Abbott, J., Bell, J., Clark, A., Vel, O.D., Mohay, G.: Auto- mated recognition of event scenarios for digital forensics. In: SAC ’06: Proceedings of the 2006 ACM symposium on applied computing pp. 293–300. ACM Press, New York (2006)Google Scholar
  24. 24.
    Elsaesser, C., Tanner, M.C.: Automated diagnosis for computer forensics. Technical report, The MITRE Corporation (2001)Google Scholar
  25. 25.
    Neuhaus, S., Zeller, A.: Isolating intrusions by automatic experiments. In: Proceedings of the 13th annual network and distributed system security symposium. pp. 71–80 (2006)Google Scholar
  26. 26.
    Baca, E.: Using linux VMware and SMART to create a virtual computer to recreate a suspect’s computer (2003)Google Scholar
  27. 27.
    Provos, N.: The honeyd virtual honeypot (2005)Google Scholar
  28. 28.
    Honeynet Project: Know your enemy: Learning with VMware–building virtual honeynets using VMware (2003)Google Scholar
  29. 29.
    Seifried, K.: Honeypotting with VMware (2002)Google Scholar
  30. 30.
    Rossey, L., Cunningham, R., Fried, D., Rabek, J., Lippman, R., Haines, J., Zissman, M.: LARIAT: lincoln adaptable real-time information assurance testbed. In: 2002 IEEE aerospace conference proceedings (2002)Google Scholar
  31. 31.
    Haines, J., Goulet, S., Durst, R., Champion, T.: Llsim: Network simulation for correlation and response testing. In: IEEE workshop on information assurance, West Point (2003)Google Scholar
  32. 32.
    White, B., Lepreau, J., Stoller, L., Ricci, R., Guruprasad, S., Newbold, M., Hibler, M., Barb, C., Joglekar, A.: An integrated experimental environment for distributed systems and networks. In: 5th symposium on operating systems design and implementation. USENIX Association, Boston 255–260 (2002)Google Scholar
  33. 33.
    The DETER project: The DETER Testbed: Overview (2004)Google Scholar
  34. 34.
    Jiang, X., Xu, D., Wang, H., Spafford, E.: Virtual playgrounds for worm behavior investigation. In: 8th International symposium on recent advances in intrusion detection, Seattle (2005)Google Scholar
  35. 35.
    Dike, J.: User mode linux (2005)Google Scholar
  36. 36.
    Årnes, A., Haas, P., Vigna, G., Kemmerer, R.A.: Digital forensic reconstruction and the virtual security testbed ViSe. In: proceedings of conference on detection of intrusions and malware and vulnerability assessment (DIMVA), LNCS 4064, Springer, Berlin Heidelberg New York (2006)Google Scholar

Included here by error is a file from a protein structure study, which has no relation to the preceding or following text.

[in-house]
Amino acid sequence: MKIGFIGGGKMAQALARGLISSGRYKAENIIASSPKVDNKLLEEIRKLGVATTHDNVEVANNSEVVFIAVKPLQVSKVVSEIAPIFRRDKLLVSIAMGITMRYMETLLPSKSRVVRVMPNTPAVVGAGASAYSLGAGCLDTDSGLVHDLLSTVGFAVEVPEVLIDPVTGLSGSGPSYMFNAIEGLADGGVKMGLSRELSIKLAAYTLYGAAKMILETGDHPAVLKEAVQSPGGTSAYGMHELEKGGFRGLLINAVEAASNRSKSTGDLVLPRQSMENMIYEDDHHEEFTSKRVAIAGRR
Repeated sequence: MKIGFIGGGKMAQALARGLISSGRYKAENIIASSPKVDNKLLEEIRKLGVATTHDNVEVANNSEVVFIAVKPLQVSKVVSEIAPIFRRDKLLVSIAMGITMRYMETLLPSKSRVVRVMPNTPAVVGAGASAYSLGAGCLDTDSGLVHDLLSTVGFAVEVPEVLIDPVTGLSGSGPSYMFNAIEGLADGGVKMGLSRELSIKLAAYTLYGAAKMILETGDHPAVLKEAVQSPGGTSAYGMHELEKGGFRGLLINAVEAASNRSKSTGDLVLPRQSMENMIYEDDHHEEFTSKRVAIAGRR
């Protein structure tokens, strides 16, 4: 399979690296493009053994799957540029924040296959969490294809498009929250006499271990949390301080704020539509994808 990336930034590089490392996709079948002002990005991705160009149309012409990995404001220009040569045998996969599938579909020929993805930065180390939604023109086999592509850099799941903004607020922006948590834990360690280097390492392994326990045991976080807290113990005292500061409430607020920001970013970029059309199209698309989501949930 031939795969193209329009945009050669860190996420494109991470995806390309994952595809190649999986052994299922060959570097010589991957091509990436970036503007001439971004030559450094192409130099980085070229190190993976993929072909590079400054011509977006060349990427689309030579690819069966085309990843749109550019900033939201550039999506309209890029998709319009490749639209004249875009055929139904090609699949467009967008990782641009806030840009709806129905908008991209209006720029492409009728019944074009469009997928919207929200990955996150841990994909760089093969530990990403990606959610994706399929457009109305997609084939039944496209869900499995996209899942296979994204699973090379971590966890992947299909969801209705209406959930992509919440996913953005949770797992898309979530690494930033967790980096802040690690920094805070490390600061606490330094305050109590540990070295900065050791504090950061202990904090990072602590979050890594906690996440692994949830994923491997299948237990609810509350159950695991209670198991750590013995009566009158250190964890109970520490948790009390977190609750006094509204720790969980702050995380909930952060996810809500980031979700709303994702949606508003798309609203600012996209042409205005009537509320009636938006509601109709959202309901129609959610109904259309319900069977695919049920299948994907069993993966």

37. 37.
    Vada, H.: Rekonstruksjon av angrep mot IKT-systemer (reconstruction of attacks on ICT systems). Master’s thesis, Norwegian University of Science and Technology, Trondheim, Norway (2004)Google Scholar
  38. 38.
    VMware: VMware 5.0 manual (2005)Google Scholar
  39. 39.
    University of Cambridge Computer Laboratory: The Xen virtual machine monitor (2005)Google Scholar
  40. 40.
    Microsoft: Microsoft Virtual PC (2004)Google Scholar
  41. 41.
    The open web application security project: The ten most critical web application security vulnerabilities. Technical report, OWASP (2004)Google Scholar
  42. 42.
    Wang, X., Feng, D., Lai, X., Yu, H.: Collisions for hash functions MD4, MD5, HAVAL-128 and RIPEMD. Cryptology ePrint Archive, Report 2004/199 (2004)Google Scholar
  43. 43.
    Honeynet Project: Detecting VMware (2005)Google Scholar
  44. 44.
    Shelton, T.: VMware Flaw in NAT Function Lets Remote Users Execute Arbitrary Code (2005) securitytracker.comGoogle Scholar
  45. 45.
    Cuff, A.: Talisker Anti Forensic Tools (2004)Google Scholar
  46. 46.
    Leyden, J.: Trojan defence clears man on child porn charges Scholar
  47. 47.
    Rasch, M.: The giant wooden horse did it! (2004)Google Scholar
  48. 48.
    CERT: CERT Advisory CA-2003-20 W32/Blaster worm (2003)Google Scholar
  49. 49. PHPBB Viewtopic.PHP remote code execution vulnerability Bugtraq ID 14086 (2005)Google Scholar
  50. 50.
    aXiS: IWConfig Local ARGV command line buffer overflow vulnerability Bugtraq ID 8901 (2003)Google Scholar
  51. 51.
    Vozeler, M.: CDRTools RSH environment variable privilege escalation vulnerability Bugtraq ID 11075 (2004)Google Scholar

Copyright information

© Springer-Verlag France 2006

Authors and Affiliations

  • André Årnes
    • 1
    Email author
  • Paul Haas
    • 2
  • Giovanni Vigna
    • 2
  • Richard A. Kemmerer
    • 2
  1. 1.Centre for Quantifiable Quality of Service in Communication SystemsNorwegian University of Science and TechnologyTrondheimNorway
  2. 2.Department of Computer ScienceUniversity of California Santa BarbaraSanta BarbaraUSA

Personalised recommendations